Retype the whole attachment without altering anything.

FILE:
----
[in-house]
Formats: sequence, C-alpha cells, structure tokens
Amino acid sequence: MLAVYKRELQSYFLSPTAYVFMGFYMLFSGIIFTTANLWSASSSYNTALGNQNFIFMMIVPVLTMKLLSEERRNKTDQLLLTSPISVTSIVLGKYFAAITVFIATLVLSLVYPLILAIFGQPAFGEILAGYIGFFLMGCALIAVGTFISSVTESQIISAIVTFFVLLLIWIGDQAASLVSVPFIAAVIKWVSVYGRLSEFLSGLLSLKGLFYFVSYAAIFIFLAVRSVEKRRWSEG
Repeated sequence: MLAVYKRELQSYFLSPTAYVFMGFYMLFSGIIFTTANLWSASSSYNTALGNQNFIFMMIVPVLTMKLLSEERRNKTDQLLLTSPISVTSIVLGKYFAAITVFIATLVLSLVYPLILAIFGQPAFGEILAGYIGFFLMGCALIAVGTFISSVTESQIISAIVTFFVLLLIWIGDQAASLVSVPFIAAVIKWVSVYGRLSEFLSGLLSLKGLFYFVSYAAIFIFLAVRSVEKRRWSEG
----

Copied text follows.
[in-house]
Formats: sequence, C-alpha cells, structure tokens
Amino acid sequence: MLAVYKRELQSYFLSPTAYVFMGFYMLFSGIIFTTANLWSASSSYNTALGNQNFIFMMIVPVLTMKLLSEERRNKTDQLLLTSPISVTSIVLGKYFAAITVFIATLVLSLVYPLILAIFGQPAFGEILAGYIGFFLMGCALIAVGTFISSVTESQIISAIVTFFVLLLIWIGDQAASLVSVPFIAAVIKWVSVYGRLSEFLSGLLSLKGLFYFVSYAAIFIFLAVRSVEKRRWSEG
Repeated sequence: MLAVYKRELQSYFLSPTAYVFMGFYMLFSGIIFTTANLWSASSSYNTALGNQNFIFMMIVPVLTMKLLSEERRNKTDQLLLTSPISVTSIVLGKYFAAITVFIATLVLSLVYPLILAIFGQPAFGEILAGYIGFFLMGCALIAVGTFISSVTESQIISAIVTFFVLLLIWIGDQAASLVSVPFIAAVIKWVSVYGRLSEFLSGLLSLKGLFYFVSYAAIFIFLAVRSVEKRRWSEG